||Registration Required, RL, Legend
||September 01, 2004 00:21
||October 05, 2004 14:10
|Updated September 7, 2004: Our sources have indicated to us the price of the new '05 RL will be below $50,000 US, or to be more precise, about $48,000. This is a little over 5% increase on the previous car's MSRP. However, most RLs were going well below MSRP, so the price difference will be more like 10-18%; still very much worth it in our opinion given the many advancements with the new RL.
This article is intended to satiate those who need to know how the long-awaited 2005 Acura RL drives and behaves. The views expressed here are my initial impressions formed through a day of driving the car. For our normal road tests, we live with the car for at least a full week. While this article sets forth a number of opinions on various features, my judgment on them will not be final until I've spent a longer time with the car.
Replacing the aptly named Legend in MY1996, the 3.5RL seemed to be always behind the curve in the luxury sedan market. Many were put off by the sterility of the 3.5RL - in one fell swoop it had seemingly lost the mystique of the Legend. Far from successful, this model languished in showrooms for a full eight years before it was mercifully supplanted by the 2005 model you see yere. It wasn't necessarily planned this way - there was actually an aborted step where an entire design was scrapped, leaving the hapless 3.5RL to soldier on for several more years while another all-new design was developed. All is forgiven with the new 2005 RL.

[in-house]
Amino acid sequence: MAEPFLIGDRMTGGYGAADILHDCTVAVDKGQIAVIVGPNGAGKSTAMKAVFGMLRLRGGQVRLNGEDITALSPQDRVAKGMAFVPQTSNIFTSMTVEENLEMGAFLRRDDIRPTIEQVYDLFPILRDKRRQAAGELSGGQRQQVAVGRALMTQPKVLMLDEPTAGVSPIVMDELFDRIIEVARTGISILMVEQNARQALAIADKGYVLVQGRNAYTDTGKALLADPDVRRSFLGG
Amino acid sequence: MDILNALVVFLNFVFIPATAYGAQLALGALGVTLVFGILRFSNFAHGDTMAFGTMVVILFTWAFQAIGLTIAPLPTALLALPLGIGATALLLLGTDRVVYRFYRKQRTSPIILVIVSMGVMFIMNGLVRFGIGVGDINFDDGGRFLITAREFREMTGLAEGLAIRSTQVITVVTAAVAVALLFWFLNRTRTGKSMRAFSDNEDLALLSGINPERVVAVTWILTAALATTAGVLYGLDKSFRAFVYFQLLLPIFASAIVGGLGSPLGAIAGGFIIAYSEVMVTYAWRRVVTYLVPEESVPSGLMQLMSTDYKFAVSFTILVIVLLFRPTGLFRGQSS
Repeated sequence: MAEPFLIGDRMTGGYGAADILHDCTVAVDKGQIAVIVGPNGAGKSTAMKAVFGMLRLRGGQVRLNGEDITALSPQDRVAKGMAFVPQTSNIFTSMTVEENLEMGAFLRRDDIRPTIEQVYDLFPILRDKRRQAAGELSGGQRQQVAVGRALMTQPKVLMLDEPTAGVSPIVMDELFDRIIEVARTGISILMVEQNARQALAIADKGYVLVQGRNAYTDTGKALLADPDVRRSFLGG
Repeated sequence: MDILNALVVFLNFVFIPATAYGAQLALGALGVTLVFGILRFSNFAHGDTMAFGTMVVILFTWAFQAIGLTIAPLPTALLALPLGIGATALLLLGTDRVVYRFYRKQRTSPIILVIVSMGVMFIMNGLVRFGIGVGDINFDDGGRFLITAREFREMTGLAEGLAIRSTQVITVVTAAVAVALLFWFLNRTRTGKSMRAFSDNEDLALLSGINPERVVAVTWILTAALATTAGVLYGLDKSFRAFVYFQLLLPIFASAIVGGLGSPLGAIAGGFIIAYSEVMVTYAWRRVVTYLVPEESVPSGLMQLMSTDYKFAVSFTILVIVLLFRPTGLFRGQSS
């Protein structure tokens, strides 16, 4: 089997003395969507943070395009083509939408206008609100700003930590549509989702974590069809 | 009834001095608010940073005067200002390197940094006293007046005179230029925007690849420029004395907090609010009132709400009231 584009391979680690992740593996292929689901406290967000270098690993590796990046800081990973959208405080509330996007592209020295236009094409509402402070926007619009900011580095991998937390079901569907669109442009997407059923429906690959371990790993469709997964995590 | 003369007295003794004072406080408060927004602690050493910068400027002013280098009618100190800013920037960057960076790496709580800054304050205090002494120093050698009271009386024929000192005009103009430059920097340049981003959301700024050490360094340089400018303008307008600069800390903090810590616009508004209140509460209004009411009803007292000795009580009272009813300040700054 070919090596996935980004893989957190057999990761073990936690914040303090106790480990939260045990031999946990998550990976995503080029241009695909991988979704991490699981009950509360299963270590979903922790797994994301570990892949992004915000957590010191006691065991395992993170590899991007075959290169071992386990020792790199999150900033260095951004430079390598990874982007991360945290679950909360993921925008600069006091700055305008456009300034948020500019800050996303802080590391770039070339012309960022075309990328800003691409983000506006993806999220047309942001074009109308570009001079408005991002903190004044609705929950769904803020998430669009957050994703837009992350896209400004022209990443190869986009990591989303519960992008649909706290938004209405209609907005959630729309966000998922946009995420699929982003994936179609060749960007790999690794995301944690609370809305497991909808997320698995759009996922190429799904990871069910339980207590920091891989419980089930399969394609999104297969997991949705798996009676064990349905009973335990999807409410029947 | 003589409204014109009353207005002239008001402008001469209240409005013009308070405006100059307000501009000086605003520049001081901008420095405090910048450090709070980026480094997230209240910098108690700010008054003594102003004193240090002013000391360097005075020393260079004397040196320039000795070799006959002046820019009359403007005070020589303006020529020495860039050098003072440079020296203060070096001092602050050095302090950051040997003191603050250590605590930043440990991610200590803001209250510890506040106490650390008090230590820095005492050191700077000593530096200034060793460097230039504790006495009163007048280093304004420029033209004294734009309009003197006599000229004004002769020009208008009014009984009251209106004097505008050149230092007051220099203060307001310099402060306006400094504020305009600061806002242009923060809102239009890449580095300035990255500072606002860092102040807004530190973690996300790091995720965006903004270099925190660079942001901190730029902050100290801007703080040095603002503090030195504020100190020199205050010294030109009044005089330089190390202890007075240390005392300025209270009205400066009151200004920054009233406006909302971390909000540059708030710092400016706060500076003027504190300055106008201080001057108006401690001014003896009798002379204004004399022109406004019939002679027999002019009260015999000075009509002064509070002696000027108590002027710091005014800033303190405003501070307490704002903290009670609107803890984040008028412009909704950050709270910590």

The RL may invariably get criticized for its lack of certain gee-whiz (I call them coddled-person) features. There is no front or rear parking assist (by radar or camera), no radar cruise control, no headlight washer sprayer, no heated steering wheel, no split folding rear seat, and no rain-sensing wipers. Of these features, I only find the split folding rear seat a big oversight. Many luxury sedans have this and can still have comfortable rear seat designs, so I don't buy the argument to the contrary. Mentioning this to the Honda engineers and hearing their feedback, they clearly have considered all these features, but it comes down to choosing a feature set and target price range. I believe they are leaving some measure of room for the RL to mature.
On the other hand, the new RL bears quite a few new features. My initial impressions follow.
- Active Front Lighting System - It wasn't dark enough during our ride and drive for me to fully take advantage of this system, but I feel it's a valuable safety feature.
- Manual side and rear power sunshade - This is a nice feature which cuts down on interior heat when you park your car outside. Acura has been a little slow to add this to their luxury sedans.
- Power pop-down rear headrests - This feature retracts the rear headrests to aid rear visibility, but the money would have been better spent on a rear park assist camera.